Portions of our responses (along with many others) have been published in the “Feminist Currents” section of the recent issue of Frontiers: A Journal of Women Studies 31.1 (2010). We’re delighted, too, that Boris gives Threadbared high props!

A link to the Frontiers article is below as well as screen grabs from sections of the article in which we appear. Also, if you haven’t read the original Threadbared posts from which Boris cites, see “Mind over Malls or, Does Academia Hate Fashion?” here and  Mimi’s “You Say You Want a Revolution (In a Loose Headscarf)” here.

Do Clothes Make the Woman?




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Threadbared’s Haphazard List of Queer Fashion or Style Blogs, Finally Published Due to Peer Pressure & Imminent Departure

A photograph of model showing the pistol design on the back of an Rigged Out/fitters tuxedo shirt.

Tuxedo shirt from Rigged Out/fitters.

I had been working on this list on and off for a few months, and had put it aside until Autostraddle released their list of the “15 Best Fashion Magazines & Blogs, Hand-Picked For Queers.” “Doh!” I said, “I need to finish mine!” Then I promptly dropped this list once again, until Jezebel posted about a new London-based bespoke tailoring outfit called The Butch Clothing Company, which claims to be the “first clothing line for butch women.” “Double doh!” I cried out. (None of the photographs of suits, shirts, etc., on the site right now are actually garments made by The Butch Clothing Company,  because they are just getting off the ground. See the Guardian essay for a photo of BCC founder Shaz Riley in a sharp suit of her own making. Commenters also usefully pointed out that there are queer women also designing in the United States, such as Dykes in the City and Rigged Out/fitters, with clothes running toward the casual.)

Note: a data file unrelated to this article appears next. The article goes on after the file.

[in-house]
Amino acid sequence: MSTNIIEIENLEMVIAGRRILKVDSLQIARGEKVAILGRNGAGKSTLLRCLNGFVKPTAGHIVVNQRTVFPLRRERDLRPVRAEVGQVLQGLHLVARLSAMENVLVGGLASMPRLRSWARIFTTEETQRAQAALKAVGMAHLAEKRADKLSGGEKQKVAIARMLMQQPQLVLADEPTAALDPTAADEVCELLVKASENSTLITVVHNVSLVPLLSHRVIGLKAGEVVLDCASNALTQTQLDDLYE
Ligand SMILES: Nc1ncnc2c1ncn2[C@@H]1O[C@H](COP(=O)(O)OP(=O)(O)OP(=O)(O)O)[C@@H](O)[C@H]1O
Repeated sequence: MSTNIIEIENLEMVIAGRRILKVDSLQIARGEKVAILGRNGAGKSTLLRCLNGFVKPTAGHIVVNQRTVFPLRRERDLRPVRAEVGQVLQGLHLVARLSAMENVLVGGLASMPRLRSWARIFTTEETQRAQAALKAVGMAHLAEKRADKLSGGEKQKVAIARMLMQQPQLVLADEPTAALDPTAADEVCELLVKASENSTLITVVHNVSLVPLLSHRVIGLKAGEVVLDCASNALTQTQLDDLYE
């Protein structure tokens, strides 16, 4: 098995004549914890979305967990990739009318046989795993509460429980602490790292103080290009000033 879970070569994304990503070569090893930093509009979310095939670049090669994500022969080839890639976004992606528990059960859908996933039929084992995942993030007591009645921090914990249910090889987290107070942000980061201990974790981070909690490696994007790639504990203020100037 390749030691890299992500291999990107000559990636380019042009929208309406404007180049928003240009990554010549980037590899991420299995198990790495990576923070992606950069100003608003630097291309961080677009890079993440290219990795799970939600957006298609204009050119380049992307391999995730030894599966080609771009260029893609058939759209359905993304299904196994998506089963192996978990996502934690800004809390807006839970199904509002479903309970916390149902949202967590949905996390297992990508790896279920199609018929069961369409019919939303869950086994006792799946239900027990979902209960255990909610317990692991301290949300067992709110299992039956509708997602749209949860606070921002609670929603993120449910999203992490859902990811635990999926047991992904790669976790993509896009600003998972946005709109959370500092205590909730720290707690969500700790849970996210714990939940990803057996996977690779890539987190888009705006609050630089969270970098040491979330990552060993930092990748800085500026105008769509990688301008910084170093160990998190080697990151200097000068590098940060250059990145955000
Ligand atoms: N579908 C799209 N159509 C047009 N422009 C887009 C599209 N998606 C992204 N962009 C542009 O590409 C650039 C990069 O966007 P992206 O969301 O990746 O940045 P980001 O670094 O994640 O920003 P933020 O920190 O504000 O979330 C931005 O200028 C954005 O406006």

So here you have it, Threadbared’s Haphazard List of Queer Fashion or Style Blogs, Finally Published Due to Peer Pressure & Imminent Departure. I leave with my girlfriend in a few days for London (conferences as well as fun times), so I expect that new posts on my end will be sporadic at best for the next few weeks. Meanwhile, feel free to add your suggestions in the comments.

From hipsterdykes.tumblr.com, of course.

If you’re in need of sartorial prompts (or just pretties), there’s lots of blogs to choose from. Tumblr hosts an enormous number of image-heavy blogs, including dapperqueers (here’s their link list), tomboyfemmes, fuckyeahfemmes, hipsterdykes, androstyle (“blogging androgynous, queer, LGBT+, and eccentric fashion and more”), Sappho’s Closet (featuring many an O.G. riot grrrl and queercore lady), fuckyeahtashatilberg (“fan photo page for the beautiful and openly gay model tasha tilberg”), girlsinsuits and many more. That said, be aware that a certain sartorial sameness often emerges from some of these collections (e.g., skinny jeans, bandannas, and over-sized plaid shirts), and there may be only so many photographs of famous people (who may or may not be queer wearing skinny jeans, bandannas, and over-sized plaid shirts) a person can take.